MVT is a huge part of NBTY Europe's CRO efforts too. Lysa Hardy gave examples of the success they've seen so far, having focussed on home page optimisation, and enclosing the shopping basket page, amongst other things. By improving the prominence of the search input box on the home page (rather than hiding it, behind a menu option), NBTY have seen a 7% uplift in conversion. Similarly, by removing the exit points from their shopping basket page, they've experienced a 12% uplift, on customers progressing to the next step of the checkout process, followed by a 19% uplift, through the full conversion funnel (to the 'Order Complete' page). In light of these findings, Lysa sees MVT as being an important part of their future CRO activity.
As someone who managed all MVT activity for Boots, I too am a strong believer in the iterative, "test and refine" process. Even though, we may all think that what we're delivering to the customer, is indeed a great user experience, believe me, MVT will often prove you wrong! It's also a great way to persuade more senior internal stakeholders, that there not always right, when it comes to forcing their opinions on how something should be designed, or should function. After all, you can't argue with user-generated stats. Without its customers, what would a business be?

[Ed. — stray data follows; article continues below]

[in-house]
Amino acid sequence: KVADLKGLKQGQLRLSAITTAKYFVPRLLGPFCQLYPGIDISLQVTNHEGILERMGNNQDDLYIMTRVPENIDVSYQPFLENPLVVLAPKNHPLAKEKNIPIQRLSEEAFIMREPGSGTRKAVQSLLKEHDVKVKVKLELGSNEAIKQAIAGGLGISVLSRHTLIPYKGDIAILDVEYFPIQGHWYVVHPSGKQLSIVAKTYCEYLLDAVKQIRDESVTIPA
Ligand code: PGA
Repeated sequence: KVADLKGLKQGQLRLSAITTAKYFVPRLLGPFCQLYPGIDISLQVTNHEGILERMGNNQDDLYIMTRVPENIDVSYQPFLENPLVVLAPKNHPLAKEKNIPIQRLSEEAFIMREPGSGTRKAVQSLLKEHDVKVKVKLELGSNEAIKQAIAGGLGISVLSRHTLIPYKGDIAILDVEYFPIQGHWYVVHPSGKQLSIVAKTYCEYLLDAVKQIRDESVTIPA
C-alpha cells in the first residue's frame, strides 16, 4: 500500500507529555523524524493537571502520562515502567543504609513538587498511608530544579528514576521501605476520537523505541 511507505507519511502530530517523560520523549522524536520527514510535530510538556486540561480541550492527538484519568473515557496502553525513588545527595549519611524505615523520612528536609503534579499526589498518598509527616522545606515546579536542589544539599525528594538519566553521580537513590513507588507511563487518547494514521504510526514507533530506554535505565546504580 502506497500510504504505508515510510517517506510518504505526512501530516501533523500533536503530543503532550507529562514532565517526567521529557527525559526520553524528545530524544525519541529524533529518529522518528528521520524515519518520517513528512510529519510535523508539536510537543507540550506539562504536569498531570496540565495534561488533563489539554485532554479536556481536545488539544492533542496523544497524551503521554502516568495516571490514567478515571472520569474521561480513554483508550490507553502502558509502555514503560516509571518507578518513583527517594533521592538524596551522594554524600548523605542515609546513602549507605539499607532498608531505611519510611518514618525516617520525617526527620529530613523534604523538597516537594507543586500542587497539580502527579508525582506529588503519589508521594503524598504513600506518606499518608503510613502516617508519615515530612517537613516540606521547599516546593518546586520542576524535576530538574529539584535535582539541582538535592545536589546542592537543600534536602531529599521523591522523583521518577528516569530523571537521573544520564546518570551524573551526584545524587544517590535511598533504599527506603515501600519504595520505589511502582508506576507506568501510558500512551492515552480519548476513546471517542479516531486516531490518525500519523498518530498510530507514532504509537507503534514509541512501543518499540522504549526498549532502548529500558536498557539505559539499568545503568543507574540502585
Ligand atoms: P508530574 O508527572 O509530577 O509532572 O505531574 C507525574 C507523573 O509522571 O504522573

5. Smartphone commerce is growing at a much faster rate than tablet
I've already touched on this further above, but contrary to what I thought before the Expo, it appears that smartphone is growing at a much faster rate, than tablet - not the other way round.
Both Nish, and Schuh's, Stuart McMillen, eluded to this, in their respective talks.
For the w/c Monday 16th March 2015, Stuart shared with us details of the levels of traffic that arrived to their website - 46% of their total traffic, from smartphone, and 21%, from tablet.
It's a similar story for SecretSales.com, 60% of whom's entire revenue, comes from mobile and tablet, with 72% of this traffic, resulting from visits on a smartphone.
Nish also quoted two other facts, that are of particular relevance to this growth, extracted from a McKinsey Research Report:
- Only 11% of UK users can tell the difference between a mobile app and mSite.
- Less than 10% of UK mobile users, use more than 2 ecommerce apps.
For those of us, that currently have both apps, and an mSite presence; in light of the above information, now may be a good time to start considering the benefits responsive design could offer your business, and its customers, in place of your existing mobile strategy.
That's it for part one of this post - here's 5 more key takeaways, in part two.
Joe Pendlebury AKA "The UX Chap"